Obviously, there are levels of response, based on specific events. You can choose to focus on the worst-case scenario, meaning the complete shutdown of the business—this would involve payroll costs, real estate costs, loss of revenue, and so forth. But often the worst-case scenario is harder to picture, and the reality is that while it’s possible, those type of events are few and far between.
A better approach would be to simply look at one type of event. For example, since there are plenty of examples of ransomware attacks and the costs they incur, focus on that type of scenario. Lay out the tangible costs—the ransom amount, cost of lost productivity, costs of lost business, and so forth. Then list the intangibles, such as the public relations impact or the potential effect on the stock price.
Explain how this type of attack works—that it can simply be an innocuous email and someone clicks a link—and how this malicious software can travel through your network and attack anyone who is online. Point out that these events get worse over time. The longer the downtime, the more costly; the longer the delay in response, the more likely that the infection will continue to spread or the cost to recover the data may go up. The point is not to frighten anyone, but rather to help develop a healthy respect for what can happen if there is no documented response.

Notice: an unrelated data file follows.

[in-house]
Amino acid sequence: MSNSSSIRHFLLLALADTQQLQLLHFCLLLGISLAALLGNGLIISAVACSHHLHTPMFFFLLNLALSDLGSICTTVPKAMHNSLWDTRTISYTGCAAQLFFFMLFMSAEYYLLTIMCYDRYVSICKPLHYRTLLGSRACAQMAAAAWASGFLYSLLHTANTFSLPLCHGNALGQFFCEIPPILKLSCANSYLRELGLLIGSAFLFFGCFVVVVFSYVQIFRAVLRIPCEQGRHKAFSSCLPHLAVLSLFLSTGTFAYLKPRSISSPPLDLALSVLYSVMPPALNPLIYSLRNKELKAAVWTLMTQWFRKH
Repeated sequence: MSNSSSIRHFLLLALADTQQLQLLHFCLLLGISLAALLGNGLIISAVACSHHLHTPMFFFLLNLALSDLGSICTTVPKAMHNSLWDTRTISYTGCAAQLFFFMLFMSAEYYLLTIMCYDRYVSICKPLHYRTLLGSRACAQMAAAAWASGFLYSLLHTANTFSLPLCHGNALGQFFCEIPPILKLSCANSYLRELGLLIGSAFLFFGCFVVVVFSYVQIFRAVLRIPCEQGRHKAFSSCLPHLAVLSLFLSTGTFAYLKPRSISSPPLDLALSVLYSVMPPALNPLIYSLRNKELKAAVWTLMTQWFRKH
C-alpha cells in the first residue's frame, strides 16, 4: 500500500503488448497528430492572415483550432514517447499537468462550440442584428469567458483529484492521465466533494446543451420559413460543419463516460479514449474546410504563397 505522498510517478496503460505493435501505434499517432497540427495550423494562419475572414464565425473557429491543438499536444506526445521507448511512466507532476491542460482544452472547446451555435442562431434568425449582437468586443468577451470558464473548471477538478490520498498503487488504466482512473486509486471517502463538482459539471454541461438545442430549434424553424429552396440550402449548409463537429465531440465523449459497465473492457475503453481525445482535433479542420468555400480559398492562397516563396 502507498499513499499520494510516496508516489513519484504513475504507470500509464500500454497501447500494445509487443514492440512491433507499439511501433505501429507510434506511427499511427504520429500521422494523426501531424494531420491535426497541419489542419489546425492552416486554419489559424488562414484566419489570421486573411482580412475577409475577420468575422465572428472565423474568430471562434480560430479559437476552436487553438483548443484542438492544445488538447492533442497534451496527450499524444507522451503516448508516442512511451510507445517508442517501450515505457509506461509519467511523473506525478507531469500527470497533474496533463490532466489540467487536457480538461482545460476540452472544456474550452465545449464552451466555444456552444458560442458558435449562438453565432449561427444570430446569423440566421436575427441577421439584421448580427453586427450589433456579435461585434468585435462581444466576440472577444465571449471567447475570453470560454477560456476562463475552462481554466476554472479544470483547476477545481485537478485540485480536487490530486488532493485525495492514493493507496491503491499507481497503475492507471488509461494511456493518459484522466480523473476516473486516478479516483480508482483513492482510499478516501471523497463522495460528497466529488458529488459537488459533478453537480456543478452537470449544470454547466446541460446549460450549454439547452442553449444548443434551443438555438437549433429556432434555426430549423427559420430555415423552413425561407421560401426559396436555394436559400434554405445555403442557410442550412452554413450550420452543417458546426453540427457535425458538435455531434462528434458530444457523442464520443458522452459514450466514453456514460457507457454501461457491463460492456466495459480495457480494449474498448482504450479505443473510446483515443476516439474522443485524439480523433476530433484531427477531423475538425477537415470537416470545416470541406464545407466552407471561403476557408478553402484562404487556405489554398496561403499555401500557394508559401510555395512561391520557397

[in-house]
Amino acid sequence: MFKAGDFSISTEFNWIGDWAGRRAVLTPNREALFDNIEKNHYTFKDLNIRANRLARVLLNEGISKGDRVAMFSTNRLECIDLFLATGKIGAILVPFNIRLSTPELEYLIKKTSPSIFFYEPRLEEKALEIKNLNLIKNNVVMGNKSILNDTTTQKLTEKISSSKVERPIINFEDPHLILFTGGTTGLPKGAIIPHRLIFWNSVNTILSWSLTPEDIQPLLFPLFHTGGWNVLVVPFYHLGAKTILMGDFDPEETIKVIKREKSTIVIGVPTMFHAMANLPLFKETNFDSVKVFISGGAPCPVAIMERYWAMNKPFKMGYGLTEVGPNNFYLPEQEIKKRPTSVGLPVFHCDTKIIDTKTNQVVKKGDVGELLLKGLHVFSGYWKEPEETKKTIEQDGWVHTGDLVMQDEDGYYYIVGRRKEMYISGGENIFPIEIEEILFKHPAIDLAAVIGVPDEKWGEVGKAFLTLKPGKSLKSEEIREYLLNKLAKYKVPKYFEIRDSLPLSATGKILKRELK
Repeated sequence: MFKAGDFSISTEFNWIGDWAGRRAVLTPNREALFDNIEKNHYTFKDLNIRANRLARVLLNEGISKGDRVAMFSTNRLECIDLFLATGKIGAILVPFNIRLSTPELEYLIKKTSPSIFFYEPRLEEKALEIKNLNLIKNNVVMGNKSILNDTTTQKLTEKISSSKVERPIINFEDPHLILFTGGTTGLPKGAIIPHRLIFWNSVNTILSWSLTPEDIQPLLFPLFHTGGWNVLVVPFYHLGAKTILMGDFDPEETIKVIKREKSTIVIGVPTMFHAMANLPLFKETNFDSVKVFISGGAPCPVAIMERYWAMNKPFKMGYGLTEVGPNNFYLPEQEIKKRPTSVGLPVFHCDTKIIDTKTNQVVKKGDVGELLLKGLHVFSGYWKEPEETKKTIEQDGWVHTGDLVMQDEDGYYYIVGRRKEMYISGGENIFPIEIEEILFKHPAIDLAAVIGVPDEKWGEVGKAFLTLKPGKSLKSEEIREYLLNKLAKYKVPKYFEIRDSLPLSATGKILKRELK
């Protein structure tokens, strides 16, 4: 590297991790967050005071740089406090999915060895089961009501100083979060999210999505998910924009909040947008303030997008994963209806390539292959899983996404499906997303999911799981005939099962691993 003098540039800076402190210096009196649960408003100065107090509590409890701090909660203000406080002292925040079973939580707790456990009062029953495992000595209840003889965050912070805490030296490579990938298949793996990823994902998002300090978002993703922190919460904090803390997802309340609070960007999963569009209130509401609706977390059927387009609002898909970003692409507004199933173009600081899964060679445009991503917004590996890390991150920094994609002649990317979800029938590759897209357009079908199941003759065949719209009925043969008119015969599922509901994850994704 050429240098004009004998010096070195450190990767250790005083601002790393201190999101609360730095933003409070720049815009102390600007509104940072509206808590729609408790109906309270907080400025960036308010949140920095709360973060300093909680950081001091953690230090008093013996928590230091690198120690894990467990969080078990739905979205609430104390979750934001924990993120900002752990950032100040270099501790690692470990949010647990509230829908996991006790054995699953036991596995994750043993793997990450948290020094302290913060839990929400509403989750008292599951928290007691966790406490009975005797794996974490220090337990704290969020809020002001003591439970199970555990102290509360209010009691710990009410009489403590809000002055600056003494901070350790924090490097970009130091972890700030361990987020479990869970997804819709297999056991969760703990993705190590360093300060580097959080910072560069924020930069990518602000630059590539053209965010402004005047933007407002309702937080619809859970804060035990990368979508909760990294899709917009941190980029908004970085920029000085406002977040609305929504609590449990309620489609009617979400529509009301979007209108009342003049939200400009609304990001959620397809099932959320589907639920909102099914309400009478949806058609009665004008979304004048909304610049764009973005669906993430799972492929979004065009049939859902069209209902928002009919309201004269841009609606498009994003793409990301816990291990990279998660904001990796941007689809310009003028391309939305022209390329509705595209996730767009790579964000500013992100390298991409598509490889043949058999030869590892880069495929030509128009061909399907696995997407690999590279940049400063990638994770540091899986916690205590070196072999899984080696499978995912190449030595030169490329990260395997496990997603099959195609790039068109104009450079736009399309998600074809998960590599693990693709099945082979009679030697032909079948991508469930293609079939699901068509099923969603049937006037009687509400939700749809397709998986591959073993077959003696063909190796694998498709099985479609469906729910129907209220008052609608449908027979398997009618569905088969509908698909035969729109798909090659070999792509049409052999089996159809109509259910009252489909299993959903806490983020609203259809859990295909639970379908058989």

Explain what the approach will be (as documented below) and how important having leadership sponsorship is to the success of the plan. Once you have the go-ahead, you can move on to the next step.
Building the Business Continuity Plan
The first step is building the BCP teams. These can be broken into three different sets of participants:
- BCP Committee
- BCP Response Team
- BCP Consultants
For each group, there should be a distribution list and a call tree. Keep in mind, in a continuation event, not everyone may have access to email or voicemail, so a clear communication plan is necessary. The distribution lists can take a number of forms, and for best coverage using more than one is a best practice. This can be done via email, voicemail, text message, social media, or direct calls to someone’s mobile or home phone.